City of Clinton, Iowa

Q. What water quality practices do you use on your operation?
A. In 2009, the City of Clinton’s engineering consultant, HDR Engineering, Inc. (HDR), began designing a new 12-million gallon per day regional wastewater treatment plant with biological nutrient removal (BNR), known as the Clinton Regional Wastewater Reclamation Facility (RWRF). The Clinton RWRF incorporates facilities that proactively reduce ammonia and provide for biological nutrient removal.  At the design loadings and average daily flow of 8 MGD, the RWRF will remove approximately 500 tons/year of ammonia, 380 tons/year of total nitrogen, and 60 tons/year of total phosphorus. Biological nutrient removal is achieved at the heart of the plant - the aeration basins. At these locations, the RWRF incorporates anaerobic and anoxic zones with internal mixed liquor recycle, utilizing a three stage process, known in the industry as the “A20” process, to provide total phosphorus and total nitrogen removal. 

Q. Why did you voluntarily adopt these practices?
A. Although the stricter nutrient discharge limits are not expected to be regulated for another five to ten years, Clinton chose to incorporate an advanced level of treatment to proactively position themselves for anticipated future standards.  The Clinton RWRF is one of, if not the first, such plant in Iowa. It also provides for considerable future industrial development and growth.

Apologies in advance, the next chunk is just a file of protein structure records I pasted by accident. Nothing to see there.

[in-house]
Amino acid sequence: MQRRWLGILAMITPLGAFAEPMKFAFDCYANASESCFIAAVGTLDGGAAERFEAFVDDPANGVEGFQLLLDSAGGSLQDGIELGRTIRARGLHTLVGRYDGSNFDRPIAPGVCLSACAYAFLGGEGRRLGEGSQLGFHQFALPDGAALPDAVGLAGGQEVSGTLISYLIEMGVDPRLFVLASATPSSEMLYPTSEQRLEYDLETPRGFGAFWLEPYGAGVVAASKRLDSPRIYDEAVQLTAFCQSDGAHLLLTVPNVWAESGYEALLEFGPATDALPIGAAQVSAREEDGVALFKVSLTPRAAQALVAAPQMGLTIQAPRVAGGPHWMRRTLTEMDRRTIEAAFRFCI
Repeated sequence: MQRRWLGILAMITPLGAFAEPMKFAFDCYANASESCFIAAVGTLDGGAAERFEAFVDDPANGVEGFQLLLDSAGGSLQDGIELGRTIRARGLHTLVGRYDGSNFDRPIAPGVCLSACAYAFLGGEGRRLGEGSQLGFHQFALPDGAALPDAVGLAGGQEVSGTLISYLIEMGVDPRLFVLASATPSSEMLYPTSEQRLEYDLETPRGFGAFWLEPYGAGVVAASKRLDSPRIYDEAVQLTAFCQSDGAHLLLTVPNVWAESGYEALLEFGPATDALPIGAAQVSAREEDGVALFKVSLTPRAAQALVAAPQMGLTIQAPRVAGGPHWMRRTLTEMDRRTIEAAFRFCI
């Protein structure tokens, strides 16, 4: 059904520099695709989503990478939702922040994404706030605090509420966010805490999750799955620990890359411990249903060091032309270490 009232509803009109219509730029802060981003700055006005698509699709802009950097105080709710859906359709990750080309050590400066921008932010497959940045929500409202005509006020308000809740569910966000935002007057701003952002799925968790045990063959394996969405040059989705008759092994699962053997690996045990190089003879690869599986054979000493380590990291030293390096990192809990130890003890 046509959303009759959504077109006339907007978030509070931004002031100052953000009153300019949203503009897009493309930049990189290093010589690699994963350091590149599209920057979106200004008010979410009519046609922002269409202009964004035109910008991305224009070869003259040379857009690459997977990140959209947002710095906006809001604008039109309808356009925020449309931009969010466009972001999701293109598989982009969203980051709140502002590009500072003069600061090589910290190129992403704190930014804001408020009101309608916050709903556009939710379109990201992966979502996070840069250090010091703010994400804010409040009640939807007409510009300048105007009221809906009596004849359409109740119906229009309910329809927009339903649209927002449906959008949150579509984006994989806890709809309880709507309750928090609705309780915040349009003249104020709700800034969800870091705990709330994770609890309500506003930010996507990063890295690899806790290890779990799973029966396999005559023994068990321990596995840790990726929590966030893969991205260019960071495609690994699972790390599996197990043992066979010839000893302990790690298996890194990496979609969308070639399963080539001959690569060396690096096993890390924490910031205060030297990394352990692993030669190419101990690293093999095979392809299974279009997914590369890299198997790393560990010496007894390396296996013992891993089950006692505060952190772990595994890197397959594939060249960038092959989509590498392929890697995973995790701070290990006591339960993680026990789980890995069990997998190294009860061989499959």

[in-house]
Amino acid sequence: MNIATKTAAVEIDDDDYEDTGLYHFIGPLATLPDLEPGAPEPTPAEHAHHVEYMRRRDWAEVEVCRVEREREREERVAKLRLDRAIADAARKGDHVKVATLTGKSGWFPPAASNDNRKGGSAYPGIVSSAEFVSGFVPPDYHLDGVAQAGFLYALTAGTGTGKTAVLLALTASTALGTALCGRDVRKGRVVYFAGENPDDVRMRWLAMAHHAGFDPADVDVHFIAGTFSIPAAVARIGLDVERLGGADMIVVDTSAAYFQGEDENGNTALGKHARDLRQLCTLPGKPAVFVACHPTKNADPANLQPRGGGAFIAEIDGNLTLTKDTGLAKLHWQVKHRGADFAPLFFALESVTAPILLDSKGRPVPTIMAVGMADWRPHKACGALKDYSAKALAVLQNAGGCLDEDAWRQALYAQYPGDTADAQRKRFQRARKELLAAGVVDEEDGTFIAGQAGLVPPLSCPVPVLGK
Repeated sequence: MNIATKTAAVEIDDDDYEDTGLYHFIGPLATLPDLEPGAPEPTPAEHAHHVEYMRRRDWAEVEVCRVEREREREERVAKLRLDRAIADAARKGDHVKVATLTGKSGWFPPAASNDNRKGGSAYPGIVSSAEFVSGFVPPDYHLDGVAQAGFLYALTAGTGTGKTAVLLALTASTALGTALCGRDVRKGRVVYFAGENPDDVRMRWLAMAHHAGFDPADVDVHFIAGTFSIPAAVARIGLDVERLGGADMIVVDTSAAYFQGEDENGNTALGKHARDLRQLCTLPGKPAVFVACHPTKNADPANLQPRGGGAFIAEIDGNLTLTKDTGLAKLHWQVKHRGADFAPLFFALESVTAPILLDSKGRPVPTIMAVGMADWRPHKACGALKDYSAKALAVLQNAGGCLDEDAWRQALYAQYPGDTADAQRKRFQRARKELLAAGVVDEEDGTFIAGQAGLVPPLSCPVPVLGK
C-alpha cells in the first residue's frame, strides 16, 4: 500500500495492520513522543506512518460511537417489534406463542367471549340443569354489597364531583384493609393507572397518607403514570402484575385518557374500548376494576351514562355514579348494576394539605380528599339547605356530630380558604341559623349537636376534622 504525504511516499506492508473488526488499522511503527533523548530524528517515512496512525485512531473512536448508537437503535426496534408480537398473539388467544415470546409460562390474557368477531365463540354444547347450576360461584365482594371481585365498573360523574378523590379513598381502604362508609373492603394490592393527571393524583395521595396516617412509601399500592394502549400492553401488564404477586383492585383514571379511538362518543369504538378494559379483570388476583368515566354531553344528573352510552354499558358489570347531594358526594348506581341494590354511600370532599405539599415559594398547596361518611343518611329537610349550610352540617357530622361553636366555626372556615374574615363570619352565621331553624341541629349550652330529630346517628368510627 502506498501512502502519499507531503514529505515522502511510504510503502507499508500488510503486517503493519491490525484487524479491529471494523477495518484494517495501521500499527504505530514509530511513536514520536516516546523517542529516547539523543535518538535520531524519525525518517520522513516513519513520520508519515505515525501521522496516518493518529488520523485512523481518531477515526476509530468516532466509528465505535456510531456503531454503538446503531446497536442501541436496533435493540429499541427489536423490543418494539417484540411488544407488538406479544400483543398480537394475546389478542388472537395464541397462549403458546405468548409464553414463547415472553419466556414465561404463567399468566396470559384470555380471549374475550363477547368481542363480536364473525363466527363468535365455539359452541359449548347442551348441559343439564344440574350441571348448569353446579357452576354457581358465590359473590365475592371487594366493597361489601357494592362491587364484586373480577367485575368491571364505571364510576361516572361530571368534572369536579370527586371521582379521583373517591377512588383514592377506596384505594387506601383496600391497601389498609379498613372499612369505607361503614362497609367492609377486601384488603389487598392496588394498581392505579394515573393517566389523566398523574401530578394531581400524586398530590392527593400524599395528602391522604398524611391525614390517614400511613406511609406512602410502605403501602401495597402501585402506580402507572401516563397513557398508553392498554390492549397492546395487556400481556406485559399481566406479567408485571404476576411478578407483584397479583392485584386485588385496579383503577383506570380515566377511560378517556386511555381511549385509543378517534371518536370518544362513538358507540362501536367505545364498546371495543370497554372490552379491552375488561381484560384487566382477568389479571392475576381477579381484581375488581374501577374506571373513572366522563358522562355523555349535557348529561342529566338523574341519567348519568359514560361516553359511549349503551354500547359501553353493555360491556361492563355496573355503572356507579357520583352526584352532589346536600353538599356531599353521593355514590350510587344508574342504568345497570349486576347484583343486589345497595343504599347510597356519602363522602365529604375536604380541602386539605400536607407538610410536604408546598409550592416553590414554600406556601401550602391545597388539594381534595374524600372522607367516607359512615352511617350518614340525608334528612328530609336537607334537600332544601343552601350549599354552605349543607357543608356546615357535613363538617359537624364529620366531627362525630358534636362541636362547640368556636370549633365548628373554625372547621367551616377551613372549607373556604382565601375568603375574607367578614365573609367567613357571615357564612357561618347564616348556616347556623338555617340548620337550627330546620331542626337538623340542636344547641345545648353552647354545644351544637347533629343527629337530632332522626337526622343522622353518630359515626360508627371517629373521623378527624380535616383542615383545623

Q. What, if any, assistance (financial as well as technical) did you receive to employ these practices?
A. Overall, it’s a $62 million capital investment.  Financial assistance included: $2.5 million I-Jobs grant; $860,000 STAG grant; State Revolving Loan – Iowa DNR and Iowa Finance Authority; Alliant Energy rebates totaling $145,708; 10,000 residential, 1,000 commercial and 15 industrial customers.

Q. What is your environmental philosophy as it relates to your operation? 
Missouri River and Gulf of Mexico water quality needs that drove the recently published Iowa Nutrient Reduction Strategy will require that approximately 100 other Iowa municipalities with flows greater than 1.0 million gallons per day to follow suit in achieving nutrient reduction. The city can be looked at for guidance and leadership and can replicate many aspects of the RWRF model, including: 

• the regional approach developed by the City; 

• the concept of incorporating anaerobic and anoxic zones with internal mixed liquor recycle to provide total phosphorus and total nitrogen removal; and

• the state-of-the-art turbo blower and rotary press technologies utilized.

While necessary to improve local, Mississippi River, and Gulf of Mexico water quality, resistance from many Iowa municipalities is anticipated. The costs are significant to already fiscally challenged cities. The City of Clinton’s foresight and willingness to lead the way can be cited in helping overcome the resistance that will likely be encountered. The model developed by the City will serve as a foundation for Iowa.